- New York City Mayor Bill de Blasio announced on Sunday that the city will close its public school system through at least April 20 and possibly for the remainder of the year in the hopes of combating the spread of COVID-19. The NYC school system stands as the nation’s largest – comprised of nearly 1,900 public schools and over 1.1 million children.
- The Federal Reserve slashed interest rates to zero percent and purchased $700 billion in bonds and securities in an attempt to stabilize the economy.
- The CDC laid out new guidelines on Sunday strongly urging Americans to cancel or postpone any in-person events that consist of 50 people or more.
Saturday, March 14, 2020
- The White House announced on Saturday that the U.S. has added the United Kingdom and Ireland to its European travel ban list.
- President Trump tested negative for COVID-19 on Saturday, according to the president’s personal physician. The President took the test after having direct contact with three people who subsequently tested positive for the virus.
- Beginning Sunday, Walmart reduced its operating hours at all stories and Neighborhood Markets until further notice. This change only affects 24-hour stores, as any Walmart which had already been operating with reduced hours will continue to do so. Apple also announced that it will close all its retail stores outside of Greater China until March 27, while Nike decided to temporarily close all its stores in the U.S. for a period of 12 days.
Friday, March 13, 2020
- President Trump declared a national state of emergency by invoking the Robert T. Stafford Disaster Relief and Emergency Assistant Act, which will deploy technical, and logistical assistance and frees up $50 billion in federal resources to combat the virus.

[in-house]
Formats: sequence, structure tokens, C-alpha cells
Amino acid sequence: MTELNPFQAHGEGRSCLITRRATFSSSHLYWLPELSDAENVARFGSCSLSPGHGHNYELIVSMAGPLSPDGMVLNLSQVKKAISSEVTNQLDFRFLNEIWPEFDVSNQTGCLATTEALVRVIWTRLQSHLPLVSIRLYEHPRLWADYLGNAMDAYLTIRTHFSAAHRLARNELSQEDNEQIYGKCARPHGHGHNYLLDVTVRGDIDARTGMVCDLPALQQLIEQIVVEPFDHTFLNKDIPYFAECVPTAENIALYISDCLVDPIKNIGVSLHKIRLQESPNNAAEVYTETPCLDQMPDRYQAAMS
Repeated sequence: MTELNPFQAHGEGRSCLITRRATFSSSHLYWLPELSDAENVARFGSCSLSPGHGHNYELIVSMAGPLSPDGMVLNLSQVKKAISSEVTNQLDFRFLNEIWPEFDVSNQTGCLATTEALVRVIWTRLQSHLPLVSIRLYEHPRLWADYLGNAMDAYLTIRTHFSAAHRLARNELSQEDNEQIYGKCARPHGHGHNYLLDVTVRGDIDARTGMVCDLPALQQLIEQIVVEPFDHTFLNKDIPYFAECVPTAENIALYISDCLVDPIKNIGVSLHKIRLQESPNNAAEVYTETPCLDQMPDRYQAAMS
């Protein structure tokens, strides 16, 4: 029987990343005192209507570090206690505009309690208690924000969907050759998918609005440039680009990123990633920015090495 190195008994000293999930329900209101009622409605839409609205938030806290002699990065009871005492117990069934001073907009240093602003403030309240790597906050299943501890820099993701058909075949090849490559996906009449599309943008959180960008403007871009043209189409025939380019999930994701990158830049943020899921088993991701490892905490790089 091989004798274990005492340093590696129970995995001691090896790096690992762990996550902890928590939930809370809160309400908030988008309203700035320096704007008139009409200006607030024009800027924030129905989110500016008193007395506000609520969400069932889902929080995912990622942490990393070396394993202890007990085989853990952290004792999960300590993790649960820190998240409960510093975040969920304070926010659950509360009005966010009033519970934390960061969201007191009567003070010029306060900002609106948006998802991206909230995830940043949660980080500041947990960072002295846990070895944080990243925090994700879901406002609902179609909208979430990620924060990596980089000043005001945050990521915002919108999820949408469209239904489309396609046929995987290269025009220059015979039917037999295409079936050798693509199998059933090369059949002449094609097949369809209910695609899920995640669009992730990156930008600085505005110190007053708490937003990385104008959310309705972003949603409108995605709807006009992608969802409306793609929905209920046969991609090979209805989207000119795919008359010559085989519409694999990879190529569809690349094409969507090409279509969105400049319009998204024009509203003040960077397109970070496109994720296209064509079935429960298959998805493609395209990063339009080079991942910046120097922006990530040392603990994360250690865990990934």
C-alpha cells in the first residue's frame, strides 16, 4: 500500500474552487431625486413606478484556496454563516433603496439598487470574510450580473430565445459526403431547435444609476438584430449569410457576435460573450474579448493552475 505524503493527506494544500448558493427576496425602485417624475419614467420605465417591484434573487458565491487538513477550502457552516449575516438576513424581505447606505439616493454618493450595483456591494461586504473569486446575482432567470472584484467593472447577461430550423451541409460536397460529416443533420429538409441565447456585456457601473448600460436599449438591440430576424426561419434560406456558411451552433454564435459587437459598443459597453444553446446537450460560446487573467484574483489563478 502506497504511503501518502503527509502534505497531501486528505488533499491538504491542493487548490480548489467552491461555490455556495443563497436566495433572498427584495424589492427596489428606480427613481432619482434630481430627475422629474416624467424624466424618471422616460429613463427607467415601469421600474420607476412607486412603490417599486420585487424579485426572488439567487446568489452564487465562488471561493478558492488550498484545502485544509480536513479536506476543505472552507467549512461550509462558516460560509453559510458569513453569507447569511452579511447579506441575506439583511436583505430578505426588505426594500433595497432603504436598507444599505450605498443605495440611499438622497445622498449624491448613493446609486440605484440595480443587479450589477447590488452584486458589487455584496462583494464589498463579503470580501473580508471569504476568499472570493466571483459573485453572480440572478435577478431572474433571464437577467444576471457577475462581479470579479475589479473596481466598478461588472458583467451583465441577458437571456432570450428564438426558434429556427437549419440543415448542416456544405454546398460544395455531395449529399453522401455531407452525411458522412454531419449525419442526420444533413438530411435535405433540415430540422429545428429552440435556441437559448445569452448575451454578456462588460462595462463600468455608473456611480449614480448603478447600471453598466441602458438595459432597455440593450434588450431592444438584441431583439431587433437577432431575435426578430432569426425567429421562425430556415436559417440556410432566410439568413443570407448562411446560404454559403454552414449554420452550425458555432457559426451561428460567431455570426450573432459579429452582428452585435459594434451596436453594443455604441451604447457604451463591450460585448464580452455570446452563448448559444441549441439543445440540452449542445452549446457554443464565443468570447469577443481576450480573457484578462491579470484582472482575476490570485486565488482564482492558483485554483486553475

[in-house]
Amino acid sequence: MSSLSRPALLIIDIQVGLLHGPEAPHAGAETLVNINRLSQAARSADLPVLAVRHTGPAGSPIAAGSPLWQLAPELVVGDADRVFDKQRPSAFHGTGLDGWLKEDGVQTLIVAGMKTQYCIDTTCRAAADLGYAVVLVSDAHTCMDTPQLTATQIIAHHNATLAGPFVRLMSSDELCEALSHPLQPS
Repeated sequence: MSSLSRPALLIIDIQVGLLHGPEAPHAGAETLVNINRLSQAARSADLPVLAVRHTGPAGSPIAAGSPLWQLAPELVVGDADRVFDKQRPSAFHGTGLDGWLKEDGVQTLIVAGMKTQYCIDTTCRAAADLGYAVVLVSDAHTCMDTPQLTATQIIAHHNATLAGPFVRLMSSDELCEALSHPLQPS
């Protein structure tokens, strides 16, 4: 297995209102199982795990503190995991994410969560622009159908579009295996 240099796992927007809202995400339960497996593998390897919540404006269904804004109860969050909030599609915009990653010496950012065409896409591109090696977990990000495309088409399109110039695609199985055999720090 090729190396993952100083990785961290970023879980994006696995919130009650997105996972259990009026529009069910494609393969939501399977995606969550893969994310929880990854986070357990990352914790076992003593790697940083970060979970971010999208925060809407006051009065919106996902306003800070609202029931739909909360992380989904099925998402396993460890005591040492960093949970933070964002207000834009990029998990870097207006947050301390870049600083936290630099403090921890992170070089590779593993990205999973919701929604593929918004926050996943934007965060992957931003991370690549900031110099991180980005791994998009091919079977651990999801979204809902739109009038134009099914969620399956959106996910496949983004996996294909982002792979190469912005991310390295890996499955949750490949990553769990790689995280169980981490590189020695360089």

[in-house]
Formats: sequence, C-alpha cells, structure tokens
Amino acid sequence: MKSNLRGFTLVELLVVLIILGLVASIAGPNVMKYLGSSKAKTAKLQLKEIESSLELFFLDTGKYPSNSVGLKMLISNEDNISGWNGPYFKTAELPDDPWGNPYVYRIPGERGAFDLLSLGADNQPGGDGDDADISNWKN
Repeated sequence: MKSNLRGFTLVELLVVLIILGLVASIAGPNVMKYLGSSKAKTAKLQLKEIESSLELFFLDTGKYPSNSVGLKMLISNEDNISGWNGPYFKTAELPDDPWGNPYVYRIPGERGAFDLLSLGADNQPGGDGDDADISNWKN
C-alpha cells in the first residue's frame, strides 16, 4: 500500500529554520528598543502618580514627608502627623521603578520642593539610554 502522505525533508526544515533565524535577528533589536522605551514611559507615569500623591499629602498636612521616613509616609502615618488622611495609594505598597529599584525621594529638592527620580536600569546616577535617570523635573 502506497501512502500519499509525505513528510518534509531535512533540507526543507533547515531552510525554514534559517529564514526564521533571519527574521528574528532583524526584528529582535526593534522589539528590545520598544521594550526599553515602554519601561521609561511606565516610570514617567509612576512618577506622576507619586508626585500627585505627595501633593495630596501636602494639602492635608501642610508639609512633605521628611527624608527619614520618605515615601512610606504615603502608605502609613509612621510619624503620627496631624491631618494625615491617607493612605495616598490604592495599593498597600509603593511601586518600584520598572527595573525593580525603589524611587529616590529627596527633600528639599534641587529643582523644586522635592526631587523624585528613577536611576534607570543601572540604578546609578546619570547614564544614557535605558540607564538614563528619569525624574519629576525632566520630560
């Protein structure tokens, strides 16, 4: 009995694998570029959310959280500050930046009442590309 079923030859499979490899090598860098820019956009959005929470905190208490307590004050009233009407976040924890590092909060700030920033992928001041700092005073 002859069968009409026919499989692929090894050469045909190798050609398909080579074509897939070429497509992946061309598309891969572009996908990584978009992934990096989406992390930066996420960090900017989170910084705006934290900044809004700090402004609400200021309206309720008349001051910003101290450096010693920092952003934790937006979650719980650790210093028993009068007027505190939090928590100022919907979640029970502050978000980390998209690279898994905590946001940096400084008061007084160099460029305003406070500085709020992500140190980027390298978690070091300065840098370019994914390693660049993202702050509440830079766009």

- The 2020 Masters golf tournament has been postponed.
Thursday, March 12, 2020
- Ohio, Maryland, Michigan, and the large urban school districts of Seattle and San Francisco are shut down all K-12 schools in an attempt to slow COVID-19’s spread.
- The Dow Jones Industrial Average fell 2,352 points on Thursday following President Trump’s announced 30-day travel ban on visitors from European countries.
- The NCAA decided to cancel the 2020 men’s and women’s basketball tournaments this year.
- The National Hockey League (NHL) paused the remainder of the 2019-2020 season, NHL Commissioner Gary Bettman announced on Thursday.
- Major League Baseball (MLB) decided to suspend Spring Training and games and delay the start of the 2020 regular season, according to baseball Commissioner Robert D. Manfred Jr.
- Utah Jazz star Donovan Mitchell became the second player to test positive.
- Disneyland announced on the closure of Disneyland Park and Disney California Adventure Park through the end of March. Universal Studios Hollywood and Universal Orlando Resort also announced temporary closures beginning on March 14.
- The wife of Canadian Prime Minister Justin Trudeau, Sophie Grégoire Trudeau, tested positive for COVID-19 on Thursday. Therefore, the Prime Minister vowed to keep himself and his wife in isolation for 14 days.
Wednesday, March 11, 2020
- WHO officially characterizes COVID-19 as a pandemic.
- President Trump addresses the nation and announces a temporary travel ban from 26 countries in Europe over the next 30 days (effective Friday, March 13 at midnight).
- The NBA suspends its 2019-2020 regular season after Utah Jazz player, Rudy Gobert, tested positive for COVID-19.
- Oscar-winning movie star Tom Hanks and his wife, Rita Wilson, both test positive for COVID-19 while on set in Australia.
DocWire News will provide breaking updates on the COVID-19 pandemic as they become available.